A businesswoman enters a restaurant called Amazing Burgers. Amazing Burgers is renowned for its fresh and juicy burgers. It’s a small and popular place where the owner still serves his customers himself. The kitchen is visible from the dining room through a large glass window, so guests can watch the chefs at work. From watching them, it’s clear that these chefs know what they do and enjoy their work.
The owner welcomes his new customer and leads her to a table. After showing her the menu, he takes her order.
“I’d like the chicken burger deluxe, please”, the businesswoman responds. Then she adds, “Unfortunately I’m a bit in a hurry today. I have to leave in ten minutes for an important meeting. It’s one of those you can’t miss. Could you ask your chefs to be quick?”
The owner, not wanting to disappoint his customer, passes the order straight to the kitchen. After a quick chat with his chefs, he returns to her table. He looks a little uncomfortable when he tells her, “We are really sorry, but we can’t serve your order!”
The woman looks surprised as she didn’t expect this answer. She replies, “Oh! Why is this? I came here because I was told you serve the best burgers in town.”
The owner could sense a trace of frustration in her voice, and he felt that it wouldn’t take much to upset her. He gives her a shy smile and replies, “We work hard for our reputation, and that’s why we can’t serve a chicken burger in under ten minutes. The chicken wouldn’t be cooked. You wouldn’t like it, and you might even get sick. We don’t want that, and we’re sure you don’t want that either.”
The woman pauses for a second and replies, “You’re right. I don’t want that. I realize that’s part of why you are renowned for high-quality. Your chefs must be really proud of their products. I’m sorry I pushed you!”
Then she leaves the restaurant.
The next day, she comes back, accompanied by some of her staff who’d also like to taste the best chicken burgers in town and meet the crew who proudly delivers them.’
You’re wondering what this story has to do with Scrum? Here are some questions for you to reflect on:
- What’s the general issue with raw chicken?
- If the restaurant was a Scrum Team which role would everyone have?
- In Scrum, what would the raw chicken stand for?
Think about it for a moment before you read on…
Okay then, let’s break down the story: The issue with raw chicken is that you might get sick from eating it. Chefs serving raw chicken are generally considered unprofessional (unless they serve Torisashi at a sushi restaurant which isn’t the case here). That’s why professional chefs don’t deliver raw chicken. Professional chefs don’t want to harm their customers and their business. Professional chefs take pride in what they do!
If the restaurant was a Scrum Team, the owner would be the Product Owner, the chefs would be the Development Team and the businesswoman would be their user.
The raw chicken burger would be an Increment of a product that isn’t done. Development Teams delivering Increments that aren’t “Done” are generally considered unprofessional. Delivering an undone Increment of a product has a profound impact on the Scrum Team and its stakeholders, the value of the product and its users: A Development Team that delivers an undone Increment deprives the Product Owner of the opportunity to release the Increment and increase the value of the product. Or even worse, a Development Team that doesn’t make transparent the undone state of the Increment, might make a Product Owner release an Increment that harms the user and the organization. Or the Product Owner makes a product decision based on a wrong perception of the Increment. In each of these cases, the value of the product is unlikely to increase. Rather, the trust of the users in the organization, the trust of the organization in the Scrum Team and the trust of the Product Owner in the Development Team will suffer.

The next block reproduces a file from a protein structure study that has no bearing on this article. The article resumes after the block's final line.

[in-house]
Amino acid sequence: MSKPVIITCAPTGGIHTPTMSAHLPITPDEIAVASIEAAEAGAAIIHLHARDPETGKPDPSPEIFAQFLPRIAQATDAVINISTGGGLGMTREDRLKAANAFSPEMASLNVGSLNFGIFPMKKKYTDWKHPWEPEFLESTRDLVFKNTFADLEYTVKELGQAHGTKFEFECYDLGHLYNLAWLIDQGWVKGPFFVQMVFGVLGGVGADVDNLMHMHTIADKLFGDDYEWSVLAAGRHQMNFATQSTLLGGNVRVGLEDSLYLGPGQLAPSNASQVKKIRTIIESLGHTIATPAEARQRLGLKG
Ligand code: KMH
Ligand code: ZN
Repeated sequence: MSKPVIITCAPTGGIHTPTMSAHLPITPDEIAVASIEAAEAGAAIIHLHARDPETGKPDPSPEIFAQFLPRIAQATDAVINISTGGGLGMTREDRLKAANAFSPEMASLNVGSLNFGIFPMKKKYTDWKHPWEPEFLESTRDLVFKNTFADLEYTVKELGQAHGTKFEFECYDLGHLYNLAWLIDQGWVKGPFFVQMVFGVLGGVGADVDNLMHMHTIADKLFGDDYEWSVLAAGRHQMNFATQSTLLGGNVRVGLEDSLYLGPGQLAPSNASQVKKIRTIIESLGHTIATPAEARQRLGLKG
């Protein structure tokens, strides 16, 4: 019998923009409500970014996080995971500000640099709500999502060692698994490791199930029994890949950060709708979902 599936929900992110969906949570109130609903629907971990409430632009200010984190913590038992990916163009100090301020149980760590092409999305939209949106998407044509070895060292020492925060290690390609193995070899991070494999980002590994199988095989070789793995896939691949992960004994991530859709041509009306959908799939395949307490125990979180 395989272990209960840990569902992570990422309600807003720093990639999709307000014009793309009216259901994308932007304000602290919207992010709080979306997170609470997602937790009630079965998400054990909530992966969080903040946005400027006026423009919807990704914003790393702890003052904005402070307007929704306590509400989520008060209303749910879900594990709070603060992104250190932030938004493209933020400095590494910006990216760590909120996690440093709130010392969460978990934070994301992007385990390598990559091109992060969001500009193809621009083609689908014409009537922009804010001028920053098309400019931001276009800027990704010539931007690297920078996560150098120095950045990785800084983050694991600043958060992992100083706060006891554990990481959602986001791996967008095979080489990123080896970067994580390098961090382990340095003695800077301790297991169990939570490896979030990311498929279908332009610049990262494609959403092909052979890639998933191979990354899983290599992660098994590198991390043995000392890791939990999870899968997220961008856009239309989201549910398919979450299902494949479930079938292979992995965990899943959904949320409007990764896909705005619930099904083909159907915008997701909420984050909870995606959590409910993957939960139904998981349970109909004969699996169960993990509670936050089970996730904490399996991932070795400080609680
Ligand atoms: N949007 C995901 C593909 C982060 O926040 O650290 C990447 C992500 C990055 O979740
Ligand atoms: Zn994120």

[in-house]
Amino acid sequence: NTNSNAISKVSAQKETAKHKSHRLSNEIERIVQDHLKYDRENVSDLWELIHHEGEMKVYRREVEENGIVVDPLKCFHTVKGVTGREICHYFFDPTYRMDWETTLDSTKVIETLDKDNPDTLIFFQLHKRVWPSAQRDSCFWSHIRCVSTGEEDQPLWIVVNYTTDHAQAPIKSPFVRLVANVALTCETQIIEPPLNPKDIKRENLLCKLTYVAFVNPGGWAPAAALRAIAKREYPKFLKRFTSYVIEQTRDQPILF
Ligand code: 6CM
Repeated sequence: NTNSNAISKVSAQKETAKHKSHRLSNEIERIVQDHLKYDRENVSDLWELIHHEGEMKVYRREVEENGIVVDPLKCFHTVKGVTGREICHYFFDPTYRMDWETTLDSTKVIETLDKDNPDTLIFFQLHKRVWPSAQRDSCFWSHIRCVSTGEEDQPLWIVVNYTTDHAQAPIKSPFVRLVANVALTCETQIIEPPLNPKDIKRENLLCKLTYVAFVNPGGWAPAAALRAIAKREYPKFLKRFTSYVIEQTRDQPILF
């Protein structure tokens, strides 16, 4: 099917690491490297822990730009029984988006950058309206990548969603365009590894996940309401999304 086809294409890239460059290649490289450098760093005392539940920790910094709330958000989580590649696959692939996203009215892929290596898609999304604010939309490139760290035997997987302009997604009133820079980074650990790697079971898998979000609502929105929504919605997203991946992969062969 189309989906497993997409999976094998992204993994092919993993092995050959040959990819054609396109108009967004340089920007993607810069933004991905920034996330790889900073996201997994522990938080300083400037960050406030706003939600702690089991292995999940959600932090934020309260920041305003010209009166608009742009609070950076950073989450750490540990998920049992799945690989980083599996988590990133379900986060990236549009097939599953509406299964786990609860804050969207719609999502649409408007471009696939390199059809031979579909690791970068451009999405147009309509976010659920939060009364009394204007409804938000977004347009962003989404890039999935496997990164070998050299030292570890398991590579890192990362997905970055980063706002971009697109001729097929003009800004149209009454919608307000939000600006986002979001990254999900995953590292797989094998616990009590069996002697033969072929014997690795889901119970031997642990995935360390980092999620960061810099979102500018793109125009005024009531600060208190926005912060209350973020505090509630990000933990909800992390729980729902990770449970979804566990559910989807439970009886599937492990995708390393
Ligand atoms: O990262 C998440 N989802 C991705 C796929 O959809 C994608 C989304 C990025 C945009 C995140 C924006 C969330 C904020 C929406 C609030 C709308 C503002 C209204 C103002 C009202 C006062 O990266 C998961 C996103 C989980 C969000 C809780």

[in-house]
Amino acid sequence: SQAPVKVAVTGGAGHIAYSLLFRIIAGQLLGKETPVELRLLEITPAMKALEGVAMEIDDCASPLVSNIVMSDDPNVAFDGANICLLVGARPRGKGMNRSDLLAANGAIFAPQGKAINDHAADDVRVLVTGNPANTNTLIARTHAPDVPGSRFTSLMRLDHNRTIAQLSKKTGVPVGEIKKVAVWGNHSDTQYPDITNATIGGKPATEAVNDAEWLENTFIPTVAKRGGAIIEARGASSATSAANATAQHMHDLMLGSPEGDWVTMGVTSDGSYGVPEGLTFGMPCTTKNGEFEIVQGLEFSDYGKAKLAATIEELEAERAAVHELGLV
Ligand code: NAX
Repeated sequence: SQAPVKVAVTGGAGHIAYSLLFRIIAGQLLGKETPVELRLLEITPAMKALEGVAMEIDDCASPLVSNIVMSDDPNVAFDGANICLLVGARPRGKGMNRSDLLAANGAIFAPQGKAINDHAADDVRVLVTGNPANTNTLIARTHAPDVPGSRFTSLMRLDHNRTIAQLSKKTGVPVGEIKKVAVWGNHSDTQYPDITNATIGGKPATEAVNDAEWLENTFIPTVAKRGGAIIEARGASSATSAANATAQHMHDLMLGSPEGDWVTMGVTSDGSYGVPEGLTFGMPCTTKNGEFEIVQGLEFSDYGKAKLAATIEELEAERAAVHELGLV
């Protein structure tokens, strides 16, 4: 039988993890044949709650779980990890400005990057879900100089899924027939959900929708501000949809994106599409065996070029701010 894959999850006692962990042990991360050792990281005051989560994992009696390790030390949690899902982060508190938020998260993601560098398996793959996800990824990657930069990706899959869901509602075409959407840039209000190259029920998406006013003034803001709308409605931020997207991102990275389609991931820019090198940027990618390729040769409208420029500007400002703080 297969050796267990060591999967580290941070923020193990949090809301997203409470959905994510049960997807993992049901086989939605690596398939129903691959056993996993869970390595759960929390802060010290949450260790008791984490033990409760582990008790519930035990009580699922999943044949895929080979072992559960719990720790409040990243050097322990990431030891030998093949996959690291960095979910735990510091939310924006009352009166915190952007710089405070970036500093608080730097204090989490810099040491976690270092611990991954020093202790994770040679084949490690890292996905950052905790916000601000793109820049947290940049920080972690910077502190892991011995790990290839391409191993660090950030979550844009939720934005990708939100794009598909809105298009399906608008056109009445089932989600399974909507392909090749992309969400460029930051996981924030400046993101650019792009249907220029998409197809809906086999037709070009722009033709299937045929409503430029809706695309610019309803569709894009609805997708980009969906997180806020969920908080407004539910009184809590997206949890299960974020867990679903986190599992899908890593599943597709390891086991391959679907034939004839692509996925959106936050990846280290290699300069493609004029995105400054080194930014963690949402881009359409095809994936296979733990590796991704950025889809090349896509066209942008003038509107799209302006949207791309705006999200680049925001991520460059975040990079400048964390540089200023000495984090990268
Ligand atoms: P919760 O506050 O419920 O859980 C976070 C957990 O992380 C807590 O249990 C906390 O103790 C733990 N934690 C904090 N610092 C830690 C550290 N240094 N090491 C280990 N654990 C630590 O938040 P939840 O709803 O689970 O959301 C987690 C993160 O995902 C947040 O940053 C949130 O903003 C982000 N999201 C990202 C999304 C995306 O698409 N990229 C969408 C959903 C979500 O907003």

That’s why Professional Development Teams don’t deliver an undone Increment! Professional Development Teams take pride in what they do! Professional Development Teams maintain a definition of “Done”!
And while the meaning of “Done” varies from product to product, all definitions of “Done” serve the same purpose: To make sure everyone understands what needs to be done for work to be complete and for the Increment to be usable and releasable.
Are you a Professional Development Team? Do you take pride in what you do? Do you maintain a definition of “Done”, or do you need to create a definition of “Done”? Here’s a free poster for you to express your professionalism and make transparent your definition of “Done”.
Download free poster: https://amazing-outcomes.de/en/resources
Thank you to my friends of the Scrum.org Professional Scrum Trainer (PST) community. The raw-chicken analogy has been around for a long time. With some degree of uncertainty left, we think it goes back to Simon Reindl, Guus Verweij or Ken Schwaber himself ;-)